Summary: God’s warnings are to restore us--His purpose is to help and restore us
Obadiah—“Justice is Coming”
Pastor Bob Leroe, Cliftondale Congregational Church, Saugus, Massachusetts
Perhaps where you work you have an annual evaluation. In the Army we receive written efficiency reports. The following are some phrases you wouldn’t want on your report:
Ø “His men would follow him anywhere, but only out of curiosity.”
Ø “This officer should go far—and the sooner he starts, the better.”
Ø “He has consistently exceeded the low standards he has set for himself.”
Ø “Since my last report he has reached rock bottom, and has started to dig.”
Ø “This officer has delusions of adequacy.”
Ø “Works well when under constant supervision and cornered like a rat in a trap.”
Evaluations are like warnings. We don’t often like being confronted with how we need to improve. Obadiah issues a clear and brief appraisal. His message is simply this: “Live according to God’s word or the doom of Edom may be your destruction as well.”
We don’t like hearing dogmatic denunciations, yet this warning was given to restore Israel; it was for their good. Whenever we have to tell someone that they have fallen short, it should be to help them, because we care. Sometimes “performance counseling” is merely a “chewing-out” which helps no one. The purpose of a reprimand is to assist, restore, teach—not punish. Israel may not have appreciated Obadiah’s message, but they eventually saw that his—and God’s purpose was to assist them, to deliver them from sin and destruction.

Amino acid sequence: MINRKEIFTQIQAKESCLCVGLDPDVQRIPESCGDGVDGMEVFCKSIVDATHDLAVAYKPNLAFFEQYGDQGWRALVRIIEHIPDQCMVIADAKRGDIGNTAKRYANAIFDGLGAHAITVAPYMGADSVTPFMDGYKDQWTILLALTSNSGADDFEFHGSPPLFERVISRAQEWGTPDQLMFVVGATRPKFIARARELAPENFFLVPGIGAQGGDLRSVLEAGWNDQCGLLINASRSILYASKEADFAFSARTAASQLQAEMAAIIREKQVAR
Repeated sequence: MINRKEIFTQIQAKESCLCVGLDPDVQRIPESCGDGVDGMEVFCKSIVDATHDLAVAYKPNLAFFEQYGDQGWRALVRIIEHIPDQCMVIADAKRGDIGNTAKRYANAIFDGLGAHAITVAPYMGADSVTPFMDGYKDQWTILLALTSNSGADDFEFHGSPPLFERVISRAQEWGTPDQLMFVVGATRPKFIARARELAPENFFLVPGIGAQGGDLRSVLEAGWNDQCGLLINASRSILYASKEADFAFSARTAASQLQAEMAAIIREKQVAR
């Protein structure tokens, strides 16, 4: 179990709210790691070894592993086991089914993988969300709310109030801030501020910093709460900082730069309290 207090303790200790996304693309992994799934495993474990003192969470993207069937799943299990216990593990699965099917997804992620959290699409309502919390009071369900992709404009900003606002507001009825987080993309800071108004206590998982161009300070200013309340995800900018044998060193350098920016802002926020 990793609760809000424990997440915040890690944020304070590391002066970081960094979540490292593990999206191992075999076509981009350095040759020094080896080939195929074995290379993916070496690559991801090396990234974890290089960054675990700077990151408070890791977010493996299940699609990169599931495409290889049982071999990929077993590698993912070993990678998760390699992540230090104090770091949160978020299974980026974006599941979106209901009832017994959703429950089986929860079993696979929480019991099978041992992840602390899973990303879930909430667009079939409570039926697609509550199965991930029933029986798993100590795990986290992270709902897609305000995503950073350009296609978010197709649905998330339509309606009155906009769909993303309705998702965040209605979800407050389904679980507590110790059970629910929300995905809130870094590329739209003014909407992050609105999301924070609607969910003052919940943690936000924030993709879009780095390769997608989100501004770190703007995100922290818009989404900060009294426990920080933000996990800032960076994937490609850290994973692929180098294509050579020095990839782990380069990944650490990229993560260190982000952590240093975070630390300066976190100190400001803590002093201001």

Obadiah’s name means “servant of God”. There are nearly a dozen people in the Bible with this name (a very common name among the Hebrews), and scholars aren’t sure which one wrote this brief message, the shortest book of the Old Testament. Bible experts think he may have lived during the time of Jeremiah. Obadiah simply delivers his message and is gone.
One of the key points of Obadiah’s prophecy is the power of God, a much-needed assurance. Israel was overcome by hardship. To the world around, the struggles of the Jewish nation seemed to imply that God was uninterested or unable to help His people. The prophet corrects this thinking, based on appearances. God works out His purpose even through difficult times. We may not understand our trials, but we can know that God loves us and that He is in control. We’re to leave the future to the One who is Lord of the future. To think we’re in a no-win situation is a lack of faith in God’s care.
Much of Obadiah’s stern words deal with Edom, a nation south of Judah. The Edomites were the descendants of Esau, the brother of Jacob. Esau and Jacob the twin sons of Isaac. These two brothers were in perpetual antagonism. We read in the book of Genesis that even before they were born, they struggled in their mother’s womb. Their antipathy continued throughout their lives, and consequently the lives of their descendants—the two nations of Israel and Edom. They were not good neighbors. Their descendents carried on the conflict, which comes to a focus in the prophecy of Obadiah.
The trouble with Esau and his descendants was pride. Obadiah states, “The pride of your heart has deceived you” (vs 3). Pride is arrogance, presumption, conceit, vanity, self-trust, self-sufficiency, self-importance, and self-satisfaction. Pride is the root of all human evil. And because God is just, sin will be punished.